My camera is a few years old and until now has worked perfectly. I just got back from vacation and on almost all of the 700+ pictures I took have a spot (probably 1 pixel) in the same place. The spot is bright blue or a dingy white or sometimes white with a blue halo. I have cleaned the outside of the lens to no avail. Is there anything else I can do before taking it in somewhere for repair?
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Re: Tiny spot on images
Dirty ccd imager, thats all! since your unit lens is not dettacheable theres no way you can clean it. Better spend money on slrs cameras.. It always has a cleaning operating system.. a tiny speck of dust will appear as spot in the image cause ccd imager are too small ( the size is 1/4 or even 1/8 of an inch square).
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This may sound crazy. We have a coolpix (different model) that took awful pictures from the beginning. Sent it back to nikkon repair center and they said they had to order a new lens...after we got it back (about six weeks) there was no difference. I started looking through all the pictures we had taken before and after and it dawned on me that the distortion was always in the same area of the pictures. Center outward toward the lower left and the exposure was always too long washing out the total image. I took a real close look at the lens front and sure enough found a tiny spot near the center. I tried to wash it off with water,then mild soap with no luck. Feeling like I had nothing to lose I resorted to goof-off and the spot softened and came off. The camera now works great! I hope something like this has happened to you and this helps.
to thansen 3:
Yes, eventually everyone who owns this camera will see these dust orbs in every photo they take once the problem appears, and the problem continues to worsen until you will see no image at all. I've had my SD780IS for about 2 years. I was very proud of what this camera could do until the dust appeared and discovered there seems to be no do-it-yourself solution. Canon will "fix" this under warranty.
When Canon returns your camera, it will no longer take sharp photos, but the dust orbs will be gone..... for a little while.
Soon, we will all tire of sending these crappy, expensive little cameras back and forth to Canon. All of us will eventually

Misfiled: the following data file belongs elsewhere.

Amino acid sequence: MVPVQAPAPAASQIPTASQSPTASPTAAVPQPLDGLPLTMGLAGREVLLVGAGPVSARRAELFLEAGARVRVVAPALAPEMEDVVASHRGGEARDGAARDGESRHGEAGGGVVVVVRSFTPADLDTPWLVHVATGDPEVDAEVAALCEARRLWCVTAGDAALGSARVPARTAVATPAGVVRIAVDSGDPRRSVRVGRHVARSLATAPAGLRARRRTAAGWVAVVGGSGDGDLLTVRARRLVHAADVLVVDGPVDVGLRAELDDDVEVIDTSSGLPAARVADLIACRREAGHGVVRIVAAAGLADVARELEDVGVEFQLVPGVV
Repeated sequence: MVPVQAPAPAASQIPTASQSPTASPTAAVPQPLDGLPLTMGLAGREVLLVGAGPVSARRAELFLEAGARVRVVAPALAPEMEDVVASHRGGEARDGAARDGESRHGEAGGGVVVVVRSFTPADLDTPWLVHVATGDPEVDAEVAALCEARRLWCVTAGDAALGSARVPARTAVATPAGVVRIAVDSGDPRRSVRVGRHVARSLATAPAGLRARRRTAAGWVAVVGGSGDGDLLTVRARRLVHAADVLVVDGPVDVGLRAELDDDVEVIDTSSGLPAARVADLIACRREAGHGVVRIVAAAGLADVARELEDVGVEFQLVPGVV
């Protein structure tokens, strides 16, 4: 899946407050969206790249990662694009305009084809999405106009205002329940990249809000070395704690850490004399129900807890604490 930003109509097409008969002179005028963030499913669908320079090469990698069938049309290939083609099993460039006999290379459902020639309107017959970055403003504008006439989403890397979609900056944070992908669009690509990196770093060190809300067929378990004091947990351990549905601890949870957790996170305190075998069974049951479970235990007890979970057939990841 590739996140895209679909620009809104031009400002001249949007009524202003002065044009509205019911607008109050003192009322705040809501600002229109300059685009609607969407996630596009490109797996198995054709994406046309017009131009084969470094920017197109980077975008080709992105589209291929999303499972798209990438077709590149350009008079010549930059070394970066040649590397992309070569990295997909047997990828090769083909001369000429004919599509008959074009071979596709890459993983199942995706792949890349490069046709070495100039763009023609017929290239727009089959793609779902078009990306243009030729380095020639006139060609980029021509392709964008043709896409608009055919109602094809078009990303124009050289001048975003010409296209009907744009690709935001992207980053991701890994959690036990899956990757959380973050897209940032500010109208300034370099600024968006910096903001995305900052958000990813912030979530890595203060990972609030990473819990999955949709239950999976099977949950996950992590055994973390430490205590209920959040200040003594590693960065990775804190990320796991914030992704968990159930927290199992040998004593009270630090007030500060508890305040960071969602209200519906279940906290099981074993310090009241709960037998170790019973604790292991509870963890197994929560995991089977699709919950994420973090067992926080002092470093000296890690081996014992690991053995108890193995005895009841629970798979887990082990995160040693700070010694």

toss this expensive junk and find another expensive Canon to use for about one year before we toss that one too.
The spots appear due to the complex external lens assembly
which by its very function (moving in and out) invites particulate invasion. Canon deliberately allows us no recourse for practical maintenance outside of never using the camera. Why didn't I consider this before I purchased? Well, I trusted a corporation whose mission I thought was to provide durable high quality
product. The plastic disposable film cameras of yore were an honest version of what we have purchased here.
You may notice a tiny hole on the ring surrounding the lens.
My guess is the Canon techs insert a $.25 tool here which with
some certain push and twist of the fingers will pop the lens assembly, exposing the CCD and rear lens element for cleaning.
Effective reassembly may be another matter altogether as proven by the less sharp images I experienced upon return of the SD780IS from Canon. I have yet to locate any good solution addressing this difficulty. However, my wife still likes this camera despite her 20/950 vision. Some people are very easy to please. When she notices the spots, I'll look into getting her another camera.
Base from the description of your problem its clear that the issue here is with the LCD screen of the camera that is bad already and since this is already a 6 year old camera having it repair will worth the price of getting a new camera now, so I strongly suggest you just go get a new one.
It may be the images are there but the camera is not reading them... I would try to find a place (possibly a photo retailer or a computer repair place) with a card reader to check out to see if that is the case.
It sounds like the aperture is getting set very high. If the aperture is a high number, the lens opening is very small which lets less light in and would cause a dark image. This would also show any dust that is in or on the lens or image sensor. The dust doesn't usually show on apertures with a larger opening (smaller number). Make sure your aperture is being set to a reasonable number, probably no higher than 8 or so.
Defective ccd imager!! company will replace this ccd imager free of charge. Year 2002 up to 2005 released unit has a factory defect ccd imager. the company recalled those units and replaced with a stronger version of ccd imager ( they are still doing it). check it out.
i have no solution but my nikon 5700 has done exactly the same fault about the 14th october 2006. camera is 3 months out of warranty. presently at camera clinic for investigation? nikon has placed a message on their web site alerting owners to a possible problem with the ccd. if it is the ccd then they are replacing them free. if is not then i will have to pay. will keep you all informed please do the same.
p.s have trolled other forum sites but have been unable to find any other mention of this. anybody else got this problem